Pope Leo in an 1896 film

Pope Leo XIII (2 March 1810 – 20 July 1903), born Vincenzo Gioacchino Raffaele Luigi Pecci, was the fourth longest serving pope after St. Peter, Pius IX, and St. John Paul II. He died at the age of 93.
 
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Comments (9)Add Comment
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written by Myshkin, September 01, 2014
Pope Leo XIII was an intellectual giant. Thank you TCT for posting this excerpt. Can we hope that you'll post an excerpt from Aeterni Patris next January 28th?
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written by Michael Paterson-Seymour, September 01, 2014
“[T]he limits of private possession have been left to be fixed by man's own industry, and by the laws of individual races.”

Indeed. As the great classical scholar, Charles Rollin (1661-1741), reminds us, “Theft was permitted in Sparta. It was severely punished among the Scythians. The reason for this difference is obvious: the law, which alone determines the right to property and the use of goods, granted a private individual no right, among the Scythians, to the goods of another person, whereas in Sparta the contrary was the case.”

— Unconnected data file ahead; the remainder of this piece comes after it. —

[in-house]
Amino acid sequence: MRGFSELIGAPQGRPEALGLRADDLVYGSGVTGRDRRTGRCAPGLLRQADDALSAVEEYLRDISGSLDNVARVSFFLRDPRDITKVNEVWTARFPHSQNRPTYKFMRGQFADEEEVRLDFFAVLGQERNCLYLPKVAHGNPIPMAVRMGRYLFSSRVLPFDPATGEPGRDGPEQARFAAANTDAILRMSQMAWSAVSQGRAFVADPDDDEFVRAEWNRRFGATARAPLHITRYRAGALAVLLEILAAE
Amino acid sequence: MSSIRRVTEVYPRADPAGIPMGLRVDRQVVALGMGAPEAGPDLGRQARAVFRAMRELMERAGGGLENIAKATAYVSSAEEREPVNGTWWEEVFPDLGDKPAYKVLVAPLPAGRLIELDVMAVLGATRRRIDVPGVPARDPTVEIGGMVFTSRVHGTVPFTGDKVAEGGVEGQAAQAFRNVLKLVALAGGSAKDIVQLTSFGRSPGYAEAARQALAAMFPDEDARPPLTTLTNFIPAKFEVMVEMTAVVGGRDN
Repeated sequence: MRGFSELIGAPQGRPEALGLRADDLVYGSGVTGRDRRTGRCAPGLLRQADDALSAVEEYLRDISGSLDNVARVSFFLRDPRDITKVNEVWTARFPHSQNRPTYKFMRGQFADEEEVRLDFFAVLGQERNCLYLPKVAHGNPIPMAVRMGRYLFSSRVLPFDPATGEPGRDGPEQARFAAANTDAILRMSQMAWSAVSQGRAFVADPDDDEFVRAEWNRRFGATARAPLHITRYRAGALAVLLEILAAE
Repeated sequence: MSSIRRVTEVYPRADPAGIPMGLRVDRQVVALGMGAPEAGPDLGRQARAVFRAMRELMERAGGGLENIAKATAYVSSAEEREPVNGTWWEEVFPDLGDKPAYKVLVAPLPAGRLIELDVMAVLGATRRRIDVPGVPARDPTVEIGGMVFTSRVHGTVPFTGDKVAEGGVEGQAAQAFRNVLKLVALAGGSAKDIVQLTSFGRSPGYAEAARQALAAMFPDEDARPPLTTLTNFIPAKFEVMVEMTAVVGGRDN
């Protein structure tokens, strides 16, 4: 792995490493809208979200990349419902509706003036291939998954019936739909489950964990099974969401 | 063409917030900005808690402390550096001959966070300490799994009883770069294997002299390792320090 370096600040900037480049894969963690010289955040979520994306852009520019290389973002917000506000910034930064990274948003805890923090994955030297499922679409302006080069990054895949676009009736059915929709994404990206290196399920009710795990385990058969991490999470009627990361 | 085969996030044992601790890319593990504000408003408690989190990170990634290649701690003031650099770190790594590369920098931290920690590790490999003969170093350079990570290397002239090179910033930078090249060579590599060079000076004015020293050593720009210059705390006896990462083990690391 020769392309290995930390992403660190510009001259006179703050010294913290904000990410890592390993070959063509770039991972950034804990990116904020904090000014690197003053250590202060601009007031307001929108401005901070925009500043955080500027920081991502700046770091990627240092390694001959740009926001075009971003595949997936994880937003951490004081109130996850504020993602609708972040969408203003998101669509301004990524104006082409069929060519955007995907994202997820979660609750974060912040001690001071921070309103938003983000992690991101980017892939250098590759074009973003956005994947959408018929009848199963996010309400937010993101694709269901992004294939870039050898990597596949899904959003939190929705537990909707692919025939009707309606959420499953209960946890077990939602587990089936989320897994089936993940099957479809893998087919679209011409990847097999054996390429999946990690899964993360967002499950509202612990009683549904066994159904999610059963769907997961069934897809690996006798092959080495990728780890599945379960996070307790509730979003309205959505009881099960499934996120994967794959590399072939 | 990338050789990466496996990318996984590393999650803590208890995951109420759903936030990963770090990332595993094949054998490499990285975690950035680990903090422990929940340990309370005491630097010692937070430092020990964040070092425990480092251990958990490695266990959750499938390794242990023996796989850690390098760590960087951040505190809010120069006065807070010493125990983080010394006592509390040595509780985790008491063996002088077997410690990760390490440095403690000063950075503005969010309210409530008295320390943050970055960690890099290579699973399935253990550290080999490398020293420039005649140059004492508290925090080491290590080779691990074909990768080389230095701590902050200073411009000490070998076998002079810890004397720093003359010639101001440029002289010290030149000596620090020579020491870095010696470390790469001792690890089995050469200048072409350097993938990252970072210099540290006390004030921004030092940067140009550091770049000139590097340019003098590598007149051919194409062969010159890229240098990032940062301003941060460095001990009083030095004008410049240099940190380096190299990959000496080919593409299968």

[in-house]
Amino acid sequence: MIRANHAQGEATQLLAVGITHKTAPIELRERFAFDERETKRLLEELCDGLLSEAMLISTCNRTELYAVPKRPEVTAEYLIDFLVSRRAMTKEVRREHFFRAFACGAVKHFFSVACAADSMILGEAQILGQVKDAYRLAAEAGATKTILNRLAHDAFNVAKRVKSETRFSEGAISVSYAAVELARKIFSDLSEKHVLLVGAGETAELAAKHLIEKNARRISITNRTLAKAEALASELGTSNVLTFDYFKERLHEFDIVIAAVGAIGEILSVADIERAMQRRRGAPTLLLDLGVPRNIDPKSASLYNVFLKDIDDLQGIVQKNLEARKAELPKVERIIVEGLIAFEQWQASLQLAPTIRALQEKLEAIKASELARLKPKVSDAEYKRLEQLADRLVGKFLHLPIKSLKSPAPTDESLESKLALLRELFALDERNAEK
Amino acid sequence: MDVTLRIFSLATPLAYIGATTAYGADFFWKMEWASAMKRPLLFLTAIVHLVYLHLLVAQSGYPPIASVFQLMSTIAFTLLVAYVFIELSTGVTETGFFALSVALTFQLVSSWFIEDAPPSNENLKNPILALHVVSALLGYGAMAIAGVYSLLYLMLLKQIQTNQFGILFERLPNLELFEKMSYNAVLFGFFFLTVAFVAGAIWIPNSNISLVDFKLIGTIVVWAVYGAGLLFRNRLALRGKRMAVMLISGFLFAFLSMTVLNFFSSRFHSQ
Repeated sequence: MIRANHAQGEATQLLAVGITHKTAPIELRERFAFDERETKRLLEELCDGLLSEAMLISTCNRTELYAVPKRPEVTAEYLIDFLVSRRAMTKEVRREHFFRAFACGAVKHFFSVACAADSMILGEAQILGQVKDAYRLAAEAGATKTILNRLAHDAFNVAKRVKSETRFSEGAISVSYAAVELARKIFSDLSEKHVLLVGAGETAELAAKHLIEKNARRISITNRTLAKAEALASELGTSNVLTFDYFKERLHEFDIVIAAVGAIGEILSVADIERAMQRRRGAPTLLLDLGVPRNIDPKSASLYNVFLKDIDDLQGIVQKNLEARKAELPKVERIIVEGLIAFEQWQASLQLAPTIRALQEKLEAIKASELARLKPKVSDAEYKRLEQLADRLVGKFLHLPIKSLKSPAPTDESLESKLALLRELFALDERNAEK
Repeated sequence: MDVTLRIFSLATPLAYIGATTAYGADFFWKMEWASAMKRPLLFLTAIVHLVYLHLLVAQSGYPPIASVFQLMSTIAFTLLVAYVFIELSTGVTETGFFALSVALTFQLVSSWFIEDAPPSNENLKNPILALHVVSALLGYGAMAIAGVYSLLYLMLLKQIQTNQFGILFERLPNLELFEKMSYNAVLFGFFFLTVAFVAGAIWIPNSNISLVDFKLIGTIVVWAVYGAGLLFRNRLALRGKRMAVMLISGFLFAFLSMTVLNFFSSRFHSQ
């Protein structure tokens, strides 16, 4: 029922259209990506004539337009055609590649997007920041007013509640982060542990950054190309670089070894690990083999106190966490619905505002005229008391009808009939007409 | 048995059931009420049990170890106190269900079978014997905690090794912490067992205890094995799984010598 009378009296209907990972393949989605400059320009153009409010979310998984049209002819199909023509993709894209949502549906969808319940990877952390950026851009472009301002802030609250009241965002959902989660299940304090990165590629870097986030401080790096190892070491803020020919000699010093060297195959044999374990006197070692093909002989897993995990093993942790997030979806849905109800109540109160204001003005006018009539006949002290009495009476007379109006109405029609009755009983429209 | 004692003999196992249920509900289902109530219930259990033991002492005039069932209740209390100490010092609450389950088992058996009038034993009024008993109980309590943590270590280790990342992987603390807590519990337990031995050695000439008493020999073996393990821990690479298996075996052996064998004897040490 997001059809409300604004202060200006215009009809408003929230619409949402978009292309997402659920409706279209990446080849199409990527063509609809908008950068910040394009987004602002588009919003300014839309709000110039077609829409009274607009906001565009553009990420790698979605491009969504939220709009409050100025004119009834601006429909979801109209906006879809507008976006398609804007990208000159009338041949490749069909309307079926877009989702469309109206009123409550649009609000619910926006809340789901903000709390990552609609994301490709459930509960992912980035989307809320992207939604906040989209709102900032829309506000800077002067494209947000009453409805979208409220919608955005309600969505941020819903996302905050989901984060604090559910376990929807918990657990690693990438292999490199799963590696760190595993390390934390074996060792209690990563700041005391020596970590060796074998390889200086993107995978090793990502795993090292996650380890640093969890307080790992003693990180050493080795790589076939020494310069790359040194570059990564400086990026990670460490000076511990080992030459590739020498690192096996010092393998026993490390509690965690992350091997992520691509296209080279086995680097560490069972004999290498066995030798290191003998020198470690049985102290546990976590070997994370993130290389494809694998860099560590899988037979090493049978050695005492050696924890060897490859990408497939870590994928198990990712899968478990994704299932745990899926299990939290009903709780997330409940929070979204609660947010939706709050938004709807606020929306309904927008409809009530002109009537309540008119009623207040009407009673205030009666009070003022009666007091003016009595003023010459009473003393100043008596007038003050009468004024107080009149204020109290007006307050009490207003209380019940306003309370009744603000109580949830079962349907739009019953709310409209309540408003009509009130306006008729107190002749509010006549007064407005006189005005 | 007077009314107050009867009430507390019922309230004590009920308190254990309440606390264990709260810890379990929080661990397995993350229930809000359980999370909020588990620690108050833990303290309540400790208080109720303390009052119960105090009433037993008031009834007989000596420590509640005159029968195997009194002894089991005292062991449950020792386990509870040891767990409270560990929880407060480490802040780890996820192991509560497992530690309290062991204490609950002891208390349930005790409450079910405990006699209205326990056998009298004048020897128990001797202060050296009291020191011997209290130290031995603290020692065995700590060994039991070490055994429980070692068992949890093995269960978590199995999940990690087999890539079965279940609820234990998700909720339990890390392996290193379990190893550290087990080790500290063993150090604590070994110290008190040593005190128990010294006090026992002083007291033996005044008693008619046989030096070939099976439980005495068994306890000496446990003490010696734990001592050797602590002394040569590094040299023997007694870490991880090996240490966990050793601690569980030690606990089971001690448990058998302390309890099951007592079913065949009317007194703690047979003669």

You can see this principle everywhere enunciated in the French Revolution. Take Mirabeau (a moderate) “Property is a social creation. The laws not only protect and maintain property; they bring it into being; they determine its scope and the extent that it occupies in the rights of the citizens” So, too, Robespierre (not a moderate) “In defining liberty, the first of man's needs, the most sacred of his natural rights, we have said, quite correctly, that its limit is to be found in the rights of others. Why have you not applied this principle to property, which is a social institution, as if natural laws were less inviolable than human conventions?”
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written by Carlos Helms, September 01, 2014
Greed: it is a terrible thing.
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written by jenny, September 01, 2014
excellent point !!!!
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written by Theodore Seeber, September 01, 2014
To support capitalism, it is not enough to merely affirm the good of Private Property, one would also have to affirm the abuse of Private Property- and this is something the Popes have never done.
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written by Seanachie, September 01, 2014
Thanks for the refresher...haven't read this since an undergraduate Theology class many moons ago...reflects the essence of The Parable of the Talents (Matthew 25).
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written by Jon S., September 01, 2014